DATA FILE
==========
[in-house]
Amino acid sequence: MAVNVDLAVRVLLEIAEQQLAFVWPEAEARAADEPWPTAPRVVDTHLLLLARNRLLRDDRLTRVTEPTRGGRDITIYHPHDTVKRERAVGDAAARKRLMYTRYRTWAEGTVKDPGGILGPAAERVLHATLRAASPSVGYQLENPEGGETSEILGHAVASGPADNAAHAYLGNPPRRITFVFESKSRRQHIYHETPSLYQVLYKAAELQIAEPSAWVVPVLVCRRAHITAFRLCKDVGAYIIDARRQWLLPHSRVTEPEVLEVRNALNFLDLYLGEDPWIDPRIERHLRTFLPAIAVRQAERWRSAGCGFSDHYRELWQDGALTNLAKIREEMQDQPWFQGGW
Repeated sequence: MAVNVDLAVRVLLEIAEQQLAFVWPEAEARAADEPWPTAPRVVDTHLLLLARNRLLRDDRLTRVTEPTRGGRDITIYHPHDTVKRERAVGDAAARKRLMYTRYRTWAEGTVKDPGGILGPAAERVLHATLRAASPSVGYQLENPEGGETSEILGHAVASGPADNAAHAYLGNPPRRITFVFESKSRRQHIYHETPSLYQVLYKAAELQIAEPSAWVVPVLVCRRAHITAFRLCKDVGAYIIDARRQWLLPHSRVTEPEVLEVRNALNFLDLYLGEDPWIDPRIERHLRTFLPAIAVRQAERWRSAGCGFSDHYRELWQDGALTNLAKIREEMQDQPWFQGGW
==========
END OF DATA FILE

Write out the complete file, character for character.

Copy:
[in-house]
Amino acid sequence: MAVNVDLAVRVLLEIAEQQLAFVWPEAEARAADEPWPTAPRVVDTHLLLLARNRLLRDDRLTRVTEPTRGGRDITIYHPHDTVKRERAVGDAAARKRLMYTRYRTWAEGTVKDPGGILGPAAERVLHATLRAASPSVGYQLENPEGGETSEILGHAVASGPADNAAHAYLGNPPRRITFVFESKSRRQHIYHETPSLYQVLYKAAELQIAEPSAWVVPVLVCRRAHITAFRLCKDVGAYIIDARRQWLLPHSRVTEPEVLEVRNALNFLDLYLGEDPWIDPRIERHLRTFLPAIAVRQAERWRSAGCGFSDHYRELWQDGALTNLAKIREEMQDQPWFQGGW
Repeated sequence: MAVNVDLAVRVLLEIAEQQLAFVWPEAEARAADEPWPTAPRVVDTHLLLLARNRLLRDDRLTRVTEPTRGGRDITIYHPHDTVKRERAVGDAAARKRLMYTRYRTWAEGTVKDPGGILGPAAERVLHATLRAASPSVGYQLENPEGGETSEILGHAVASGPADNAAHAYLGNPPRRITFVFESKSRRQHIYHETPSLYQVLYKAAELQIAEPSAWVVPVLVCRRAHITAFRLCKDVGAYIIDARRQWLLPHSRVTEPEVLEVRNALNFLDLYLGEDPWIDPRIERHLRTFLPAIAVRQAERWRSAGCGFSDHYRELWQDGALTNLAKIREEMQDQPWFQGGW